Claus-Friedrich Laaser, Klaus Schrader
Poland's integration into the EU's division of labour: a benchmark for Ukraine?
Journal of European Economy, Volume 5, Issue 3, September 2006, pp.259-277
|JEL: F60, P00||Full text (PDF)|
The paper focuses on the Polish transformation process as well as on the structural adjustments in its trade patterns in the course of transition and integration into the European Union. The Polish «road to Brussels» might serve as a benchmark for institutional transformation and economic development of the Ukraine willing to integrate into the EU division of labour even though the EU does not grant an explicit accession perspective. Regarding systemic transformation, Poland has undergone a thorough process of institutional change to create a functioning market economy and to adjust to the acquis communautaire. The statistical analysis and a gravity model of Polish trade relations show that the country has successfully integrated into the EU Common Market although the degree of integration with the other EU members varies substantially, notably for Polish exports. The sectoral analysis of Polish trade flows reveals that the technology content has increased significantly, indicating the participation in advanced production networks.
Systemic transformation, Polish trade patterns, Eastern enlargement, regional integration, gravity model, specialization patterns.
Peter van der Hoek
Romania and the European Union enlargement
Journal of European Economy, Volume 5, Issue 3, September 2006, pp.278-289
|JEL: P00||Full text (PDF)|
The article considers the issues of Romania's membership in the EU. The author compares the EU’s «Eastern» enlargement of 2004 with previous enlargements. As it turns out, the EU becomes poorer with every next enlargement: its per capita GDP decreases every time compared with per capita GDP of the six constitutor countries (Belgium, France, Germany, Italy, Luxemburg, and Netherlands). There are also sufficient economic arguments for postponement of Romania's accession in 2007 (or 2008). Romania does not exhibit the same macroeconomic stability the other countries of south-eastern Europe do; its welfare is lower, and its progress in building market economy is slower compared to the countries that joined the EU in 2004. Moreover, Romania achieved little progress in fighting corruption. Finally, the author discusses the consequences of the rejection of the EU constitution by the French and the Dutch in 2005. In view of the ratification problems, five options are suggested as possible solutions to the problems. The most probable is that the EU will proceed on the basis of the Nice treaty and political agreements. Further enlargement of the EU will be much more difficult to realize than in the past. This does not apply to Bulgaria and Romania, since the accession treaties were already signed in 2005, and they will join the EU in 2007 or 2008. However, this does apply to Croatia and Turkey, with whom the EU opened accession negotiations in October 2005.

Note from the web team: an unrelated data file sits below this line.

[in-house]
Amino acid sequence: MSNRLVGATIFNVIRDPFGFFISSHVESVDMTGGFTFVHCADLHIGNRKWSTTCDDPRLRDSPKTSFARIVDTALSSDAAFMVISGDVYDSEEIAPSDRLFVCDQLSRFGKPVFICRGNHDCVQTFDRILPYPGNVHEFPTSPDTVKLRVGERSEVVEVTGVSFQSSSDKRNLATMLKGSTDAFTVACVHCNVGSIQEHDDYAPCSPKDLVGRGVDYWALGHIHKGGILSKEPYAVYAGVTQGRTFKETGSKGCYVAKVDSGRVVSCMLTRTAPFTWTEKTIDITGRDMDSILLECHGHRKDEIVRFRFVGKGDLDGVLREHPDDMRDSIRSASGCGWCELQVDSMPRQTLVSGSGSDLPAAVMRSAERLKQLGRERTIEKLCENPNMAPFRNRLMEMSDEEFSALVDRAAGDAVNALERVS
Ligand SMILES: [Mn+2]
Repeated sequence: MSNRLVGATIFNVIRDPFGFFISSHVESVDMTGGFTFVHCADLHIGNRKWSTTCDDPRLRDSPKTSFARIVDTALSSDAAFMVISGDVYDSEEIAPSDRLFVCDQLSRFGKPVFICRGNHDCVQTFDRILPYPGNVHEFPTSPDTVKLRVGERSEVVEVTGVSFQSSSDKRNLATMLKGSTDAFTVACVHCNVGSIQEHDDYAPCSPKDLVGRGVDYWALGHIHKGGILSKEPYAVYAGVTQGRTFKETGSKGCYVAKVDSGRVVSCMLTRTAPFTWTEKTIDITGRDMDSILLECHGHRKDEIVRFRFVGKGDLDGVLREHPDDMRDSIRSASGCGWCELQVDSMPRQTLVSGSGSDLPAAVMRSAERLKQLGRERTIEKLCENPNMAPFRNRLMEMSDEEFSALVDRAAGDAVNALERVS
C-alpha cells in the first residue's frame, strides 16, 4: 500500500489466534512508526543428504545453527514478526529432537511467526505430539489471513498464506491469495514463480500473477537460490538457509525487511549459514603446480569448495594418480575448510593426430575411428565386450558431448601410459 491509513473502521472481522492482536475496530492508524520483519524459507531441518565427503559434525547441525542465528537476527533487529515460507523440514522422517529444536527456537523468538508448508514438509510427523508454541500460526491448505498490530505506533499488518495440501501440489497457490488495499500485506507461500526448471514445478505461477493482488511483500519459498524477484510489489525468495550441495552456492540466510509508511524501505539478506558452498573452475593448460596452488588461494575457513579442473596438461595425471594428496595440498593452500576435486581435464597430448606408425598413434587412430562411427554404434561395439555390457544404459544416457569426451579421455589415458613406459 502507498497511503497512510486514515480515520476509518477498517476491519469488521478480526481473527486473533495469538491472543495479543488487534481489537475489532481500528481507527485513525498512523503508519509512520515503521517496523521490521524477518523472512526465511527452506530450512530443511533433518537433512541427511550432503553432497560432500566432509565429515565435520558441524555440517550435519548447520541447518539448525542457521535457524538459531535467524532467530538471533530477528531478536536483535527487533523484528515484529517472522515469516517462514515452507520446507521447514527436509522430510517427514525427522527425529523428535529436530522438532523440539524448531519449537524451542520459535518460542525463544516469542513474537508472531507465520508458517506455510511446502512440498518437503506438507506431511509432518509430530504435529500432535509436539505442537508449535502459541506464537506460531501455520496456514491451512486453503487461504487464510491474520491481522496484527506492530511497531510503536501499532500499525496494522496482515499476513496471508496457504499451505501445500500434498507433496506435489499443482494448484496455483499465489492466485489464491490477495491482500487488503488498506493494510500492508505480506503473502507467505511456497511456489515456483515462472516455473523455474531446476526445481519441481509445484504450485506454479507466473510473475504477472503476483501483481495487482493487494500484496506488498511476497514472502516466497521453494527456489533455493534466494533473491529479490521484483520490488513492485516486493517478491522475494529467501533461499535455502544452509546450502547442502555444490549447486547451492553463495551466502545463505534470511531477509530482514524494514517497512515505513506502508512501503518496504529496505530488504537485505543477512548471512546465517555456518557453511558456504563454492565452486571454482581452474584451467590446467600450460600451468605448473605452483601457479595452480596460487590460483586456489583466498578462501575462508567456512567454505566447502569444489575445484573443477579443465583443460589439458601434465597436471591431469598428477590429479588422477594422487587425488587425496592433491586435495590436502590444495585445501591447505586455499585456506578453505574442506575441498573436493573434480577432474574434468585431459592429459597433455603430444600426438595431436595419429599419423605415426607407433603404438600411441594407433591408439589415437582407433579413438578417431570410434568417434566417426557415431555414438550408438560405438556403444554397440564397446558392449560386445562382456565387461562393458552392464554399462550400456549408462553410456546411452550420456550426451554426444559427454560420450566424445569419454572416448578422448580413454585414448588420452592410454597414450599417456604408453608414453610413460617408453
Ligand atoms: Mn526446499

Enlargement, European Union, Romania.
State investment management in the light of international experience
Journal of European Economy, Volume 5, Issue 3, September 2006, pp. 290-306
|JEL: P00, F10, H83|
The author considers major goals of state investment management. Special attention is focused at measures taken by state authorities to attract and use foreign direct investments (FDIs). Also analyzed are the international experience, especially the EU practice, of state investment management organisations and the WTO requirements in the context of Ukraine's integration strategy and WTO-accession perspectives.